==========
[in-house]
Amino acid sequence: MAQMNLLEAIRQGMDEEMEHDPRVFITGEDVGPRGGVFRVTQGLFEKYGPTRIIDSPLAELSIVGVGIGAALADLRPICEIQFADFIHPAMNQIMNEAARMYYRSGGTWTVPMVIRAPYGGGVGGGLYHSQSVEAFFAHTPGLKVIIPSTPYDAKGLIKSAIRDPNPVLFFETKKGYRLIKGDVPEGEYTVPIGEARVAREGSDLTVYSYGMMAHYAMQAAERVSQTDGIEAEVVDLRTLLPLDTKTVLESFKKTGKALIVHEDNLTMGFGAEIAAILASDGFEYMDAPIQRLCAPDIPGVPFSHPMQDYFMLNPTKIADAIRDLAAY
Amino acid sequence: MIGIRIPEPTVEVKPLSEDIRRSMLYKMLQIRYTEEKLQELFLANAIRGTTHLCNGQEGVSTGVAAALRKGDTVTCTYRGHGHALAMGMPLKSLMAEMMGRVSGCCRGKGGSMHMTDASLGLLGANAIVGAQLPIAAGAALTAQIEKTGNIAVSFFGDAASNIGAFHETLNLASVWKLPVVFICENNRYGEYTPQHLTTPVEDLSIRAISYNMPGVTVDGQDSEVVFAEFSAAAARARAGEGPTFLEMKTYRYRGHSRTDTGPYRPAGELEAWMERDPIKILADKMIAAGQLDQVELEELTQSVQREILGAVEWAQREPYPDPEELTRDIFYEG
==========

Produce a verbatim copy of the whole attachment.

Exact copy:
[in-house]
Amino acid sequence: MAQMNLLEAIRQGMDEEMEHDPRVFITGEDVGPRGGVFRVTQGLFEKYGPTRIIDSPLAELSIVGVGIGAALADLRPICEIQFADFIHPAMNQIMNEAARMYYRSGGTWTVPMVIRAPYGGGVGGGLYHSQSVEAFFAHTPGLKVIIPSTPYDAKGLIKSAIRDPNPVLFFETKKGYRLIKGDVPEGEYTVPIGEARVAREGSDLTVYSYGMMAHYAMQAAERVSQTDGIEAEVVDLRTLLPLDTKTVLESFKKTGKALIVHEDNLTMGFGAEIAAILASDGFEYMDAPIQRLCAPDIPGVPFSHPMQDYFMLNPTKIADAIRDLAAY
Amino acid sequence: MIGIRIPEPTVEVKPLSEDIRRSMLYKMLQIRYTEEKLQELFLANAIRGTTHLCNGQEGVSTGVAAALRKGDTVTCTYRGHGHALAMGMPLKSLMAEMMGRVSGCCRGKGGSMHMTDASLGLLGANAIVGAQLPIAAGAALTAQIEKTGNIAVSFFGDAASNIGAFHETLNLASVWKLPVVFICENNRYGEYTPQHLTTPVEDLSIRAISYNMPGVTVDGQDSEVVFAEFSAAAARARAGEGPTFLEMKTYRYRGHSRTDTGPYRPAGELEAWMERDPIKILADKMIAAGQLDQVELEELTQSVQREILGAVEWAQREPYPDPEELTRDIFYEG